(Microsoft Members of the Ability Hackathon Eye Gaze Team)
Microsoft Takes the Challenge
In late July, Former New Orleans Saints star Steve Gleason challenged Microsoft to make a way to use his eyes for controlling his wheelchair.
Steve is able to use his Microsoft Surface tablet to type with his eyes and was seen in a Microsoft’s commercial during the Super Bowl XLVIII about technology and accessibility.
Since his disease started to progress and Steve loses more of his mobility, he is not able to control the joystick for his electric wheelchair, so Steve thought of a new idea. This idea was to have the ability to use a Surface tablet to not only to type, but also to drive his wheelchair with the control of his eyes.
Steve challenged a Microsoft team with his idea and only a couple days later they came up with a new wheelchair interface. The team, called the Ability Hackathon Eye Gaze Team, presented it at the company wide Hackathon and were the winning team against 12,000 other Microsoft employees that presented new ideas as well.
The wheelchair interface was successfully tested by Gershon Parent, the principal software design engineer, and is used by following a red dot on screen of the tablet. The red dot called “Eye Gaze” is a sensor that allows users to control their wheelchair to move left, right, forward, backward, etc. by directing the red dot with the movement of their eyes.
Though the interface is working, it is still in the making and has duct tape currently holding things into place. It is intended to be widely available once it is finished.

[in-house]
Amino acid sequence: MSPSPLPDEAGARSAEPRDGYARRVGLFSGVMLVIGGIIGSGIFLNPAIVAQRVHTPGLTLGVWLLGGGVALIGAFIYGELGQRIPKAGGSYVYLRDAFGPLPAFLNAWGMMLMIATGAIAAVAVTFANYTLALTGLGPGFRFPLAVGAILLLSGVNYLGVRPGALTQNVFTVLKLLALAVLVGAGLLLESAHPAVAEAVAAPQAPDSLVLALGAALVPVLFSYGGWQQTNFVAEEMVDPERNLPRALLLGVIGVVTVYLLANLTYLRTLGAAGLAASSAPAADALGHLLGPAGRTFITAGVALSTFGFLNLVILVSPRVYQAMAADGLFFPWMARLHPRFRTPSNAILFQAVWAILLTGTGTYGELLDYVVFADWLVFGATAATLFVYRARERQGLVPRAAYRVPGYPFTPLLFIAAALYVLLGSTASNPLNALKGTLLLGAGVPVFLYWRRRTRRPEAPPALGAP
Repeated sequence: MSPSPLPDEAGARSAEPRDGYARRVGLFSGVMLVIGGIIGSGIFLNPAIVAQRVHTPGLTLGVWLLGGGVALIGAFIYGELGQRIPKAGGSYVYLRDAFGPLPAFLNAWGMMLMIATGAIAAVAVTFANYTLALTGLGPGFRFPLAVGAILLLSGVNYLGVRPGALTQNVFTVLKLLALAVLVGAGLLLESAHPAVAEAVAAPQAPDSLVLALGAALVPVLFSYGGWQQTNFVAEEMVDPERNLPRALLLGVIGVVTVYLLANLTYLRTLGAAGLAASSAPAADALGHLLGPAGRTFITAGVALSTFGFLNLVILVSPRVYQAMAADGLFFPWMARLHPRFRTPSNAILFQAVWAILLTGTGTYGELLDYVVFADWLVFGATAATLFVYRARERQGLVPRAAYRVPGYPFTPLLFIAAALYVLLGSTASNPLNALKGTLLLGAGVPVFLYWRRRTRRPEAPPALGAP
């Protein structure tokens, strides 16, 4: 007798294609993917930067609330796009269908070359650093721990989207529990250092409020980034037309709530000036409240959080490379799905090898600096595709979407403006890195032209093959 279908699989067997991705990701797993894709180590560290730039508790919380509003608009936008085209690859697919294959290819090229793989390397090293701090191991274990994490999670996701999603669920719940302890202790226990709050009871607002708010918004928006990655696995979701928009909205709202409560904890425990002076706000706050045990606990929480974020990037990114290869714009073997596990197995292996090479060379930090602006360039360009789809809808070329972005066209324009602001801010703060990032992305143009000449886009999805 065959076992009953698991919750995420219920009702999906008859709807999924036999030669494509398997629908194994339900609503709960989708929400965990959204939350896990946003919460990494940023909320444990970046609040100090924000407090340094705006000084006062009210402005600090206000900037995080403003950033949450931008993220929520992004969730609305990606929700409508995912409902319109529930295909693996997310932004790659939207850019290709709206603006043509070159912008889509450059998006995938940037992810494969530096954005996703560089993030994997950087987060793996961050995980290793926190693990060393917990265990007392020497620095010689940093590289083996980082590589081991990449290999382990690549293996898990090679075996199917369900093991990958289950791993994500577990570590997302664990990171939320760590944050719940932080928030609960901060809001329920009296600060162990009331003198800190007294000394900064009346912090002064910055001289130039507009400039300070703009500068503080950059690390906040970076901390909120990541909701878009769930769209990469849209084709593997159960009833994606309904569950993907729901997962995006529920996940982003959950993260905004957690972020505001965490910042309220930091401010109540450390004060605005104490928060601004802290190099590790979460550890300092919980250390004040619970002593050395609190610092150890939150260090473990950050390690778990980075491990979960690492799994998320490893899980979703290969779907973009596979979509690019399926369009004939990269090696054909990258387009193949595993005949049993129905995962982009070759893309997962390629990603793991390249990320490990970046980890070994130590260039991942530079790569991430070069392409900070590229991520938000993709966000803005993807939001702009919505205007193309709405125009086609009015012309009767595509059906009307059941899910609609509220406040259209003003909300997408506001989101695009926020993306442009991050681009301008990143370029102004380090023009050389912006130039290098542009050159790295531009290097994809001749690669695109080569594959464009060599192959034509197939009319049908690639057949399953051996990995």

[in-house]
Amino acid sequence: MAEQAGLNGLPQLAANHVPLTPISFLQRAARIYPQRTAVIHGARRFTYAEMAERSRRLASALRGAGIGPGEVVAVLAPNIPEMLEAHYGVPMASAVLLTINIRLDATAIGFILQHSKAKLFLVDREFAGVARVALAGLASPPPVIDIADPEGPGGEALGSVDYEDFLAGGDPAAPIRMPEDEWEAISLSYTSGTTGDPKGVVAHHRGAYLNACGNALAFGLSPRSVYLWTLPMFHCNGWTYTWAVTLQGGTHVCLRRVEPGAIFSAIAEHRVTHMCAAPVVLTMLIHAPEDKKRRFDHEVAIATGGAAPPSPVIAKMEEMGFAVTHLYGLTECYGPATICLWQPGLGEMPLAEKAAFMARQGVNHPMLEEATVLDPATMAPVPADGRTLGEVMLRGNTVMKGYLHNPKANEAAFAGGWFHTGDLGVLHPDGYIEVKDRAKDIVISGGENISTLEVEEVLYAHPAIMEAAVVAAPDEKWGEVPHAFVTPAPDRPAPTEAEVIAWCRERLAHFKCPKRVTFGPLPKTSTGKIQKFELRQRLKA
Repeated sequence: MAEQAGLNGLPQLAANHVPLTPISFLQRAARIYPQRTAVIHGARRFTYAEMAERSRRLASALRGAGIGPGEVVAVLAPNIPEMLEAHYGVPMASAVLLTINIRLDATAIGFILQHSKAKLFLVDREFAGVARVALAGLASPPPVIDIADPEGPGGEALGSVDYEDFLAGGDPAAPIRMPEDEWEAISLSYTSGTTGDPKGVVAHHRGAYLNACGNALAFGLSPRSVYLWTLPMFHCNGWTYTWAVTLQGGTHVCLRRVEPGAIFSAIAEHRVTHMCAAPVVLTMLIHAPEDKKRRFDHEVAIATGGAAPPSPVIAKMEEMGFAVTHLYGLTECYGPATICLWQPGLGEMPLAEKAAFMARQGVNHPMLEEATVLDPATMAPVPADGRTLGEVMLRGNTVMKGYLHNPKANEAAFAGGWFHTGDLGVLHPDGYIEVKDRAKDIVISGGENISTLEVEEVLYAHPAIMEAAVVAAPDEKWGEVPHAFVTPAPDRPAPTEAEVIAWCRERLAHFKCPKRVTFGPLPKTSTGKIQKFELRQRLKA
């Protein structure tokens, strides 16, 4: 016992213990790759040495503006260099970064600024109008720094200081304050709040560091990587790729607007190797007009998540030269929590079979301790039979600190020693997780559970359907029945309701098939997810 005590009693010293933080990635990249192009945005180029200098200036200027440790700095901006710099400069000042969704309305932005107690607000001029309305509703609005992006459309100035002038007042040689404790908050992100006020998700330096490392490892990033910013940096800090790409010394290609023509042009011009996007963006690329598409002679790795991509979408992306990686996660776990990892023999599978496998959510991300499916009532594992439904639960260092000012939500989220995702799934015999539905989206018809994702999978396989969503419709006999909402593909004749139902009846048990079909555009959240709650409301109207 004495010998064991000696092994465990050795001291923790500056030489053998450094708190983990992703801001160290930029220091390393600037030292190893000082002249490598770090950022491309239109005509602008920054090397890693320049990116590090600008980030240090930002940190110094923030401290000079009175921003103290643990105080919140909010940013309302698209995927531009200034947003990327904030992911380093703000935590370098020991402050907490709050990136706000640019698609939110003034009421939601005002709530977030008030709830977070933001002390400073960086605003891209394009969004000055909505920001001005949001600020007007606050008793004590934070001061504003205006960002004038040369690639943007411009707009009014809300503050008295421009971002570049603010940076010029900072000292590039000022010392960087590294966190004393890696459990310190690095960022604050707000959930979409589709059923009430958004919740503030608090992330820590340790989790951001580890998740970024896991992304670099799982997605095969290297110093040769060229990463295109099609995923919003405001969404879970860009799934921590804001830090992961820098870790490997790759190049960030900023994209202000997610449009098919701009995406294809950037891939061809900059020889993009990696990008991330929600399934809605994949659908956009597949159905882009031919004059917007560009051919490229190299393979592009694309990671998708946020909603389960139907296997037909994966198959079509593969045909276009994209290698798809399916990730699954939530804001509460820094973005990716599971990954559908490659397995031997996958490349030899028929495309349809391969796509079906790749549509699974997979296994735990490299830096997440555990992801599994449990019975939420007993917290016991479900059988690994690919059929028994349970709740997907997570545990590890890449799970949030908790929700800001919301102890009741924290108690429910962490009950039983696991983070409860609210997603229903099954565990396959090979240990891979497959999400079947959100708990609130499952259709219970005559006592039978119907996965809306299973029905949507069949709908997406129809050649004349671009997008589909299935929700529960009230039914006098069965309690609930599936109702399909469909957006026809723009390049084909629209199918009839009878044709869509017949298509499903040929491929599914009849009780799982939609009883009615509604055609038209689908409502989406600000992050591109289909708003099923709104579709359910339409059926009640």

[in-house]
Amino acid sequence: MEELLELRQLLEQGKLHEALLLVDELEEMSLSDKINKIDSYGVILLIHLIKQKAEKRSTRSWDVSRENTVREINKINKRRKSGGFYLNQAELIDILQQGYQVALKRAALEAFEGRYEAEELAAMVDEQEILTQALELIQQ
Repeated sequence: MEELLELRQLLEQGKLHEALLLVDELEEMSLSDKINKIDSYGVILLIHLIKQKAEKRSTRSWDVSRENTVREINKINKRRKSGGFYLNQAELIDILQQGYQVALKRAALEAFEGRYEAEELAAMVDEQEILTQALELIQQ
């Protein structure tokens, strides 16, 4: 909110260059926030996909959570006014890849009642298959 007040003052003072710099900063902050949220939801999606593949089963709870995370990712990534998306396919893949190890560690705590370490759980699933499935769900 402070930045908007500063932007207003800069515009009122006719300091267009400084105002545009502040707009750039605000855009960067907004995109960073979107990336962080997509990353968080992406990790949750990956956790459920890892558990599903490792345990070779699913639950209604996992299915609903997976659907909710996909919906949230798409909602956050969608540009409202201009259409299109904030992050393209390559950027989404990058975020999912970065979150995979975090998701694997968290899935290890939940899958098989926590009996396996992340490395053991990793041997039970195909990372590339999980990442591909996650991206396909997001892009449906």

More About Steve Gleason
Steve Gleason played for the Saints from 2000-2007. In 2006, he was named “Special Teams Player of the Year” and is remember most for the moment he blocked a punt against the Atlanta Falcons. Since it was the first home game after Hurricane Katrina happened, this became a symbolic moment for New Orleans. His punt became a symbol of recovery. After eight seasons with the New Orleans Saint, Steve retired and a few years after that he was diagnosed with ALS in January 2011.
Project Inspire: A Gleason Initiative
Since he was diagnosed, he has been committed to his foundation, The Gleason Initiative Foundation, by helping others that suffer from ALS. Through his foundation, he holds life-affirming events and provides assistive technology, equipment and services. He strives to eventually find a cure for ALS, but he wants to improve their lives for the time being.
Football career could have been linked to his condition, but nothing has been proven. Even if it was, Steve is still thankful for the experience and the friendships he made being part of the NFL. Since his diagnosis, he has the opportunity to be an inspiration to others that also have ALS through his foundation. “In a way, I see this as an opportunity to continue to be an inspiration, maybe even more so than I ever have been,” said Steve.
Technology is constantly making a way for more accessibility, from a van wheelchair lift to now controlling a wheelchair with your eyes. Steve believes the technology of Microsoft’s wheelchair interface will allow those with ALS to be inspired and gain their independence back.
Click here to learn more about The Gleason Initiative Foundation.
Do you think an eye-controlled wheelchair will make a big impact in the world of wheelchairs? Share your thoughts!